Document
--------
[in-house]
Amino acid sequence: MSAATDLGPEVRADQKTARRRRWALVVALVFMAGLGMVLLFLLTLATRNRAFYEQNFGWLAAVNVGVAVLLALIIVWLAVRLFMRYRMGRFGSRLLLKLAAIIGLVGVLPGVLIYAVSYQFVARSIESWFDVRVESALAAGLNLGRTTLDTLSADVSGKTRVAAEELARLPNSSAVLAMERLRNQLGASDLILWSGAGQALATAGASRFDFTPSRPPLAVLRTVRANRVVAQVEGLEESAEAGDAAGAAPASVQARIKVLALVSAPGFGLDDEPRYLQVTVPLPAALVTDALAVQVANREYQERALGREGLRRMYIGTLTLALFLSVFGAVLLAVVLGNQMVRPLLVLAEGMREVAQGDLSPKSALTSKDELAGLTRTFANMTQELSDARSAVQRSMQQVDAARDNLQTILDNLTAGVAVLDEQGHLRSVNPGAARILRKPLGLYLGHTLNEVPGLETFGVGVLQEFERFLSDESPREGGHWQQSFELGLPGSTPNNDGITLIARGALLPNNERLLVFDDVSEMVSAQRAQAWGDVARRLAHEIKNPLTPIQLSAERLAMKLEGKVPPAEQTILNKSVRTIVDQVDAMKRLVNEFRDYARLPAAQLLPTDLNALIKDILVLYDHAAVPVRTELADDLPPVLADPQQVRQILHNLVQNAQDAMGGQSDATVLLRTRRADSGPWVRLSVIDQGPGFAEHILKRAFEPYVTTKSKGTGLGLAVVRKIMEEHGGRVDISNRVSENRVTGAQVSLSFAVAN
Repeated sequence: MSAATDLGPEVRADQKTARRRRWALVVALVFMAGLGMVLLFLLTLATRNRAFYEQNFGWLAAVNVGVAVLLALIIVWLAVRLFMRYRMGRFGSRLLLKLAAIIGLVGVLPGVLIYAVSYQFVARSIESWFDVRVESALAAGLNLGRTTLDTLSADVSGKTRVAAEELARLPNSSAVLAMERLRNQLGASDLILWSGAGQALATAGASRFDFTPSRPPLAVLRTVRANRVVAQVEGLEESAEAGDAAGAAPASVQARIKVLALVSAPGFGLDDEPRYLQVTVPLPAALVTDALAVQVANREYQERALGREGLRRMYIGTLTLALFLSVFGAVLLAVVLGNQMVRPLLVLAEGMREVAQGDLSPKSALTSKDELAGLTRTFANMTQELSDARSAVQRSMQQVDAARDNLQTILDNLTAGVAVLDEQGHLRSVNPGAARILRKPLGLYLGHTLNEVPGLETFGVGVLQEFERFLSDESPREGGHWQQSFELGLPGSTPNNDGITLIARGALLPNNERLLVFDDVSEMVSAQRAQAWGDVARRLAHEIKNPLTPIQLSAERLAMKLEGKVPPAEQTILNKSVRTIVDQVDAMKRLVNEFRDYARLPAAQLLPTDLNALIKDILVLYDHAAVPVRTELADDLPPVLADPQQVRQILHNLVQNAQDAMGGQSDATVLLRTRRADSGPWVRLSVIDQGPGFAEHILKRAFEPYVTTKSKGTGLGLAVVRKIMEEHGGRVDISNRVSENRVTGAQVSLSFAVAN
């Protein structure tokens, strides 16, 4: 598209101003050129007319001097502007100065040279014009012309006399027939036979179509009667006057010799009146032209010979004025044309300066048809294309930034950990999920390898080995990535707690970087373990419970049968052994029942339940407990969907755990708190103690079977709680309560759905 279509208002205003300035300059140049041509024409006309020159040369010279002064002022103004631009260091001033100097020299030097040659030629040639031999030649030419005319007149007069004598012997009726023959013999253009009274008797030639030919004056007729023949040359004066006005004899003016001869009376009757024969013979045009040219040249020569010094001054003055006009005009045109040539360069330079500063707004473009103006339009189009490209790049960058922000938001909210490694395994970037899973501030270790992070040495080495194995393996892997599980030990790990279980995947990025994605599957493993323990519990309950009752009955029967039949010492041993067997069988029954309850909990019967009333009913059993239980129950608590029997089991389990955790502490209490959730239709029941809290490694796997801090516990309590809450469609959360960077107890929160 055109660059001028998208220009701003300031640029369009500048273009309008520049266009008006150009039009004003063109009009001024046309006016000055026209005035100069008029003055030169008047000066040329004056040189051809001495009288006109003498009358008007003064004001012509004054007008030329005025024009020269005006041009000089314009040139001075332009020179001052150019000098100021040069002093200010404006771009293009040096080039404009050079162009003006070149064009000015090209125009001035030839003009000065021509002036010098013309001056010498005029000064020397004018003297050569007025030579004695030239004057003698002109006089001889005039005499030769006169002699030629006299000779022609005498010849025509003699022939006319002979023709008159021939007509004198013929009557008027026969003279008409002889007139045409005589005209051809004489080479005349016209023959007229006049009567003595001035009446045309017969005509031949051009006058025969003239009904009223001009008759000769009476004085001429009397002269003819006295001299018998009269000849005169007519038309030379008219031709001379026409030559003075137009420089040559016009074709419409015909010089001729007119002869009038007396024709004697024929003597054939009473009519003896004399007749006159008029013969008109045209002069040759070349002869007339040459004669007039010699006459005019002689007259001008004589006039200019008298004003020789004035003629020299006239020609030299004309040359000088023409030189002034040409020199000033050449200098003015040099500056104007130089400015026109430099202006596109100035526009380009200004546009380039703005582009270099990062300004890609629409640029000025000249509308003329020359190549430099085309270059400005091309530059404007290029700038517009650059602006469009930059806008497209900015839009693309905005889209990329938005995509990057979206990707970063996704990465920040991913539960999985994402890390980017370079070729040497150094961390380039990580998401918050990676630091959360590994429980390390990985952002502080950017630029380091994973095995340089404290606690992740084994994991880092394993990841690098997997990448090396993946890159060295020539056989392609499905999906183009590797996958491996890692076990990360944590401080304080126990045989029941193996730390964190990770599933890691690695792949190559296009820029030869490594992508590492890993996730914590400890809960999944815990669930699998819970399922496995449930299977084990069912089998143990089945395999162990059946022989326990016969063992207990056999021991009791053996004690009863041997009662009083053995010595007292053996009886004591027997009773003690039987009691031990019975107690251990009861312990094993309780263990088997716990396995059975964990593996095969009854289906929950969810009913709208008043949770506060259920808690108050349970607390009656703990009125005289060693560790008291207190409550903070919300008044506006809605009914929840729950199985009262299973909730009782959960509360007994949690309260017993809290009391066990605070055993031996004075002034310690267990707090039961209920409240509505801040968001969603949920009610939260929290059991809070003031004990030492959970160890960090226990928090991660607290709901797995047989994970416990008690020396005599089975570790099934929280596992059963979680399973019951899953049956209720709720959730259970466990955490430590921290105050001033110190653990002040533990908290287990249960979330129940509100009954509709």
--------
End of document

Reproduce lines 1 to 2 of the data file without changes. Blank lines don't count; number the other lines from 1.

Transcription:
[in-house]
Amino acid sequence: MSAATDLGPEVRADQKTARRRRWALVVALVFMAGLGMVLLFLLTLATRNRAFYEQNFGWLAAVNVGVAVLLALIIVWLAVRLFMRYRMGRFGSRLLLKLAAIIGLVGVLPGVLIYAVSYQFVARSIESWFDVRVESALAAGLNLGRTTLDTLSADVSGKTRVAAEELARLPNSSAVLAMERLRNQLGASDLILWSGAGQALATAGASRFDFTPSRPPLAVLRTVRANRVVAQVEGLEESAEAGDAAGAAPASVQARIKVLALVSAPGFGLDDEPRYLQVTVPLPAALVTDALAVQVANREYQERALGREGLRRMYIGTLTLALFLSVFGAVLLAVVLGNQMVRPLLVLAEGMREVAQGDLSPKSALTSKDELAGLTRTFANMTQELSDARSAVQRSMQQVDAARDNLQTILDNLTAGVAVLDEQGHLRSVNPGAARILRKPLGLYLGHTLNEVPGLETFGVGVLQEFERFLSDESPREGGHWQQSFELGLPGSTPNNDGITLIARGALLPNNERLLVFDDVSEMVSAQRAQAWGDVARRLAHEIKNPLTPIQLSAERLAMKLEGKVPPAEQTILNKSVRTIVDQVDAMKRLVNEFRDYARLPAAQLLPTDLNALIKDILVLYDHAAVPVRTELADDLPPVLADPQQVRQILHNLVQNAQDAMGGQSDATVLLRTRRADSGPWVRLSVIDQGPGFAEHILKRAFEPYVTTKSKGTGLGLAVVRKIMEEHGGRVDISNRVSENRVTGAQVSLSFAVAN